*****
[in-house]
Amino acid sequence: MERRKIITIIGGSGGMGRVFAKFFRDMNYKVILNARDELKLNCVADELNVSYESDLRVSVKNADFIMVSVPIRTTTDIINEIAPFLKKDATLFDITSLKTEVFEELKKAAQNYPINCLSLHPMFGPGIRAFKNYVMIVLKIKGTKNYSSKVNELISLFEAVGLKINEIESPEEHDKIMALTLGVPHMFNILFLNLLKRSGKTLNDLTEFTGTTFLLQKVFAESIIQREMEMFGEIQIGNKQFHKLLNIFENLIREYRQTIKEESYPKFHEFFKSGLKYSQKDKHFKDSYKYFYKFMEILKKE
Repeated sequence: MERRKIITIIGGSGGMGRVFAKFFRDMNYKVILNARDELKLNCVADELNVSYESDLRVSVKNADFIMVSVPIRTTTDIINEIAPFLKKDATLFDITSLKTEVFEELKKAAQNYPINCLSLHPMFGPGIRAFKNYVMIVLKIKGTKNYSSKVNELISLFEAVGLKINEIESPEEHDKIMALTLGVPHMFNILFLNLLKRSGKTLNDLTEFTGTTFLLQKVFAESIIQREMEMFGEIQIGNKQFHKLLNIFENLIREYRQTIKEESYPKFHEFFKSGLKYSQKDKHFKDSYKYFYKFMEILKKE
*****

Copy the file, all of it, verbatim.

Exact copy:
[in-house]
Amino acid sequence: MERRKIITIIGGSGGMGRVFAKFFRDMNYKVILNARDELKLNCVADELNVSYESDLRVSVKNADFIMVSVPIRTTTDIINEIAPFLKKDATLFDITSLKTEVFEELKKAAQNYPINCLSLHPMFGPGIRAFKNYVMIVLKIKGTKNYSSKVNELISLFEAVGLKINEIESPEEHDKIMALTLGVPHMFNILFLNLLKRSGKTLNDLTEFTGTTFLLQKVFAESIIQREMEMFGEIQIGNKQFHKLLNIFENLIREYRQTIKEESYPKFHEFFKSGLKYSQKDKHFKDSYKYFYKFMEILKKE
Repeated sequence: MERRKIITIIGGSGGMGRVFAKFFRDMNYKVILNARDELKLNCVADELNVSYESDLRVSVKNADFIMVSVPIRTTTDIINEIAPFLKKDATLFDITSLKTEVFEELKKAAQNYPINCLSLHPMFGPGIRAFKNYVMIVLKIKGTKNYSSKVNELISLFEAVGLKINEIESPEEHDKIMALTLGVPHMFNILFLNLLKRSGKTLNDLTEFTGTTFLLQKVFAESIIQREMEMFGEIQIGNKQFHKLLNIFENLIREYRQTIKEESYPKFHEFFKSGLKYSQKDKHFKDSYKYFYKFMEILKKE